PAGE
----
Costa Mesa was named a LEED Gold City and was recognized for sustainability at the end of last year.
Leadership in Energy and Environmental Design for Cities is a national certification program that recognizes communities’ efforts toward sustainability and improved quality of life for residents. The LEED program also helps city governments track progress of their sustainability and quality of life initiatives, so that they can have a clearer understanding of what they are doing well and where they have room to improve.
Certification requirements for LEED for cities were updated in 2019. Costa Mesa was the first city in California to be named a LEED Gold City under the new, more stringent guidelines.
Some of Costa Mesa’s sustainability efforts were highlighted in the city’s LEED for Cities certification report, including:
A focused approach towards promoting reduced vehicles miles travelled
managing their greenhouse gas emissions
Enhancing disaster resiliency
and promoting environmental equity for improved quality of life for all its residents
In January 2020, prior to Costa Mesa’s LEED certification, the city hired Salem Afeworki as the city's first Energy and Sustainability Services Manager. Afeworki coordinated the sustainability efforts of different city departments as they worked toward the certification.
“It's not like the city had never done any sustainability work before I joined the city. We did it, it's just different departments did it,” Afeworki said. “There wasn't a way to bring all of it together into one report giving us a holistic picture of the city, of where we are and what we are doing. That was made possible, honestly, because of the LEED for Cities certification.”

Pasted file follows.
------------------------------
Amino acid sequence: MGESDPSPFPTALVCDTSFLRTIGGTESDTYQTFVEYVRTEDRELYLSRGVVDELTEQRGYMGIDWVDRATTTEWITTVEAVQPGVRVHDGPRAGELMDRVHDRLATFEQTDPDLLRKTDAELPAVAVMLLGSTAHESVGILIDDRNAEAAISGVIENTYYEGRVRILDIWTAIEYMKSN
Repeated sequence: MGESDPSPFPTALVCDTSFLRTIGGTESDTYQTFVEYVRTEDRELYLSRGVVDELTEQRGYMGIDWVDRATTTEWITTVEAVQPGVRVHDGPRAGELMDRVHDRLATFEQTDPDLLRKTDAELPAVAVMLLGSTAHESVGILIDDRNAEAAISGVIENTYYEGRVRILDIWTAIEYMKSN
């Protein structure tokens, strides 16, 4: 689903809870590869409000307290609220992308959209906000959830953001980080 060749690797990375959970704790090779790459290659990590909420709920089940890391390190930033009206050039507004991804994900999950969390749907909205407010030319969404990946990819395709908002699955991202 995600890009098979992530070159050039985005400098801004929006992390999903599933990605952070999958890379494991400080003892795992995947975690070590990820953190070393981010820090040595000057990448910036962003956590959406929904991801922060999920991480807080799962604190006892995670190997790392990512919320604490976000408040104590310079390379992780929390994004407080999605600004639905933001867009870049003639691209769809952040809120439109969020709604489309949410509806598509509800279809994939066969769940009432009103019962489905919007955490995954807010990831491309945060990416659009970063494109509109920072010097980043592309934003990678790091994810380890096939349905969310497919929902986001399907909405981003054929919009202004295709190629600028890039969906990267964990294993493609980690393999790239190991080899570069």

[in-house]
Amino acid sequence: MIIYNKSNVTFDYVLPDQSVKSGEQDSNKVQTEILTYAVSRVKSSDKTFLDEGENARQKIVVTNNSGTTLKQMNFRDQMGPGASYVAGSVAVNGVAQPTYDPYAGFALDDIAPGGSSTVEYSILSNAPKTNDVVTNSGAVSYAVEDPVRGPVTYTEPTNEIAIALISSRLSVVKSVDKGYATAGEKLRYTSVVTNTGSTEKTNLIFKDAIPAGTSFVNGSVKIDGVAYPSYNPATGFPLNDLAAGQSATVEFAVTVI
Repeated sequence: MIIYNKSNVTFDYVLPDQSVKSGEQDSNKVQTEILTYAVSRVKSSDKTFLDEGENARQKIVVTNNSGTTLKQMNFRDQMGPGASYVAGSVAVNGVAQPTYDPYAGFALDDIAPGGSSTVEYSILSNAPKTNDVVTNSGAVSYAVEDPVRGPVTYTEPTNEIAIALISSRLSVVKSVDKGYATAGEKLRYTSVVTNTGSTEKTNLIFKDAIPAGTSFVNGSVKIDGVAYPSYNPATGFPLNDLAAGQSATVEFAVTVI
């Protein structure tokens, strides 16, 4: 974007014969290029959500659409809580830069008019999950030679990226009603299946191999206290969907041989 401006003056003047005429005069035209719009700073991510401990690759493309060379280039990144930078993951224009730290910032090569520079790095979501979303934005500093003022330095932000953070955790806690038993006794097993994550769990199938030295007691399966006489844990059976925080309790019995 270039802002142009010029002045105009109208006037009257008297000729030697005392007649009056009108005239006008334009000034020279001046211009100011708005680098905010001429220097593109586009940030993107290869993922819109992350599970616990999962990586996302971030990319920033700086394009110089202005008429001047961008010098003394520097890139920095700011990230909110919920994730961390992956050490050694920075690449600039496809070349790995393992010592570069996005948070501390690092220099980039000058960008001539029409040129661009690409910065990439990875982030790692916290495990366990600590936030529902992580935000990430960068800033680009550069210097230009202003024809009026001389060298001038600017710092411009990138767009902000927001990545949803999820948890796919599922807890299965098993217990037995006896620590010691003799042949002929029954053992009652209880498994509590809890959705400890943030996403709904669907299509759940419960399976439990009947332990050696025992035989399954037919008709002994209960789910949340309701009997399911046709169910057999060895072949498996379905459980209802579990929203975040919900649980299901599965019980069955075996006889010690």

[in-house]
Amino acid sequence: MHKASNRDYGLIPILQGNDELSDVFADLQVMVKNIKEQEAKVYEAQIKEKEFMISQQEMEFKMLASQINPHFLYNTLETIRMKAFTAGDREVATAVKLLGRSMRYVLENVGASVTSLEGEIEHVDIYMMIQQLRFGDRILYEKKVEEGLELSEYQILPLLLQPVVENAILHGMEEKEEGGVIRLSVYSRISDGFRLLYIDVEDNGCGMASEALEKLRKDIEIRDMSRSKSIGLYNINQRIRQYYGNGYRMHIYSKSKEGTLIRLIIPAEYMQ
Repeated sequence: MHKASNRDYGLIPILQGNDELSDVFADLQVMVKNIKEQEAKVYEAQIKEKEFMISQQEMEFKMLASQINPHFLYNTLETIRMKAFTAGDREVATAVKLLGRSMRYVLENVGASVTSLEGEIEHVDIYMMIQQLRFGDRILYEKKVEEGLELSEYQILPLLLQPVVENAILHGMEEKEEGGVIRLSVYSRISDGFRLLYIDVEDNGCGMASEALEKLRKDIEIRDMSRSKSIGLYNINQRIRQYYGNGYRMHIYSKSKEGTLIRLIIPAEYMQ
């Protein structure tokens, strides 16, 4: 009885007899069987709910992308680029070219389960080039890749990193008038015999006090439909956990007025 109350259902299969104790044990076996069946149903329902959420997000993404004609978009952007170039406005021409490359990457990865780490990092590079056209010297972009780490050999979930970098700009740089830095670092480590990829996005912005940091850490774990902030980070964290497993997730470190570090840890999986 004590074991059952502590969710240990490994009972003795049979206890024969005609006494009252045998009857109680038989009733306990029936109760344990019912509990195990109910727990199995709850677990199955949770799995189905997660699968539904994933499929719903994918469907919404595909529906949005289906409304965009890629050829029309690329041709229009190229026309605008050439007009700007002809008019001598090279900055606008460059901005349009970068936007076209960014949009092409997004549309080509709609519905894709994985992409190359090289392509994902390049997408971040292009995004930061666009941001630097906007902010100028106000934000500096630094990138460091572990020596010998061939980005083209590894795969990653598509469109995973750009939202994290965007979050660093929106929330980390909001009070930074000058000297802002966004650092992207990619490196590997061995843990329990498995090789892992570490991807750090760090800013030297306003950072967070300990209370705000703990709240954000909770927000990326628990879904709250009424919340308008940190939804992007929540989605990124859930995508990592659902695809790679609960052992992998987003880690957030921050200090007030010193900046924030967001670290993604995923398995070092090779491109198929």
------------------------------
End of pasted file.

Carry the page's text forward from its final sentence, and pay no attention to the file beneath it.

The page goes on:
Since hiring Afeworki, Costa Mesa has completed the installation of vehicle charging stations at city hall, purchased three all-electric Chevrolet Bolts as it transitioned towards a zero emission car fleet, purchased an electric shuttle for the Costa Mesa Senior Center, and replaced over 6,000 streetlamps with energy efficient LEDs.
All of the sustainability projects started since Afeworki joined the city have been funded without using residents tax dollars.
“We were able to roughly secure around $400,000 in grants and incentives and things like that to do all these projects,” Afeworki said. “100% of the projects in the annual sustainability report, apart from the charging stations that were started before me, were done based on grants, incentives and partnerships.”
Some of Costa Mesa’s sustainability projects are also expected to save tax dollars. The transition to a zero-emission vehicle fleet will save on fuel, maintenance and operating costs. The new LED street lights, installed in partnership with Southern California Edison, are expected to lower the city’s electricity expenditure by over $80,000 a year.
“We could have done even more but it was COVID so it made things harder,” Afeworki said. “We did what we could given the limitation and the opportunities we had at the time.”